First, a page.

First of all, you are wrong about the Pythagorean theorem being universal. There are spaces where the Pythagorean theorem doesn't apply.
Second of all, if we are going to have a rational argument about this... it will a mathematical argument, not a philosophical one
. The mathematics is important to this discussion... whether or not there are "philosophical" principles is irrelevant.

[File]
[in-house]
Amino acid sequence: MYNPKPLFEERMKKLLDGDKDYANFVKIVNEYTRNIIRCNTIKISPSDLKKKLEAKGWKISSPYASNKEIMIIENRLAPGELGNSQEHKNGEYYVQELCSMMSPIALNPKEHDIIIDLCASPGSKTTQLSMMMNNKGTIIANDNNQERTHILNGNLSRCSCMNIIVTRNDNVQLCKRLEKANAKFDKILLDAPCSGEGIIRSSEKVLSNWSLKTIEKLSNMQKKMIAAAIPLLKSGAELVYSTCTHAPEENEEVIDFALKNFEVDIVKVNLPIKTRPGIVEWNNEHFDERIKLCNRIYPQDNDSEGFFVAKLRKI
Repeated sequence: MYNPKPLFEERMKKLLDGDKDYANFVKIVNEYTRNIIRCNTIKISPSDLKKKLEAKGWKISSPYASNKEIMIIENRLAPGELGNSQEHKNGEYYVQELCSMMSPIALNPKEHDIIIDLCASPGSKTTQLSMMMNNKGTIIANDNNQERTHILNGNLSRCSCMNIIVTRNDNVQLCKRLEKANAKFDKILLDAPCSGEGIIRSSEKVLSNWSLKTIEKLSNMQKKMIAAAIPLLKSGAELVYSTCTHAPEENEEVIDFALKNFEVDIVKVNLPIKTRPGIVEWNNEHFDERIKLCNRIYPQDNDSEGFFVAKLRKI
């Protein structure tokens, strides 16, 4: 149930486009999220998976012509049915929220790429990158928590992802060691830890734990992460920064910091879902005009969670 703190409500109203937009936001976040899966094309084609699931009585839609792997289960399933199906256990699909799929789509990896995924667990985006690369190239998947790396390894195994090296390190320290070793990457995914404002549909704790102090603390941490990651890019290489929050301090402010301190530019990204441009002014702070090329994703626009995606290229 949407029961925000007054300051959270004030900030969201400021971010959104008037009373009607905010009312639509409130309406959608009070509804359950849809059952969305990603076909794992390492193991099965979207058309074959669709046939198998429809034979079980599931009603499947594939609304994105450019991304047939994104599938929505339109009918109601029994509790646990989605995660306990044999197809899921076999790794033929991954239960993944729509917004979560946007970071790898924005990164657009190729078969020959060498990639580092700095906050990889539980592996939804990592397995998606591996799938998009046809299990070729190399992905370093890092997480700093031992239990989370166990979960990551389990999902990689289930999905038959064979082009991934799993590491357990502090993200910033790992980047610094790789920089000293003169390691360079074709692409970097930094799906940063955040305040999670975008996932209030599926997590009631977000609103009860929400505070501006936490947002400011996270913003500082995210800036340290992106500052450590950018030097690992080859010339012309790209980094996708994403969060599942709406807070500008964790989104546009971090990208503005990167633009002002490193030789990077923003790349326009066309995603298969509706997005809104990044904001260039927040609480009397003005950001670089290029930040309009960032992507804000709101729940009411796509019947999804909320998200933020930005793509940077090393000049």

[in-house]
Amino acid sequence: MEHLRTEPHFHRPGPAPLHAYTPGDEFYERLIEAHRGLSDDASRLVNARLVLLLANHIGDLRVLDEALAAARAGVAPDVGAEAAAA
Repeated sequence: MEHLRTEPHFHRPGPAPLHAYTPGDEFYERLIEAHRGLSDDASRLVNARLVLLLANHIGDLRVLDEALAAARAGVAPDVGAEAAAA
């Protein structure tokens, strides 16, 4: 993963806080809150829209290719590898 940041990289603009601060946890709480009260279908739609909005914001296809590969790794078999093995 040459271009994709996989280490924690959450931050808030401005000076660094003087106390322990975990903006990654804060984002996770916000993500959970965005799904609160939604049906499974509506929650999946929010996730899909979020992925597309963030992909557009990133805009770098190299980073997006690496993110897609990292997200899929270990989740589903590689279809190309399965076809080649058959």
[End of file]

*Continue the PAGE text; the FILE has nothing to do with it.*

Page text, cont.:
The question of whether all mathematics is philosophy is silly. It doesn't impact the life of a mathematician in any way however you decide to settle this meaningless questions. Calling a mathematician a "philosopher" doesn't at all change how she does her job.
However to confuse philosophy with mathematics is foolish. You can get a wrong answer if what you are "philosophizing" isn't mathematically sound.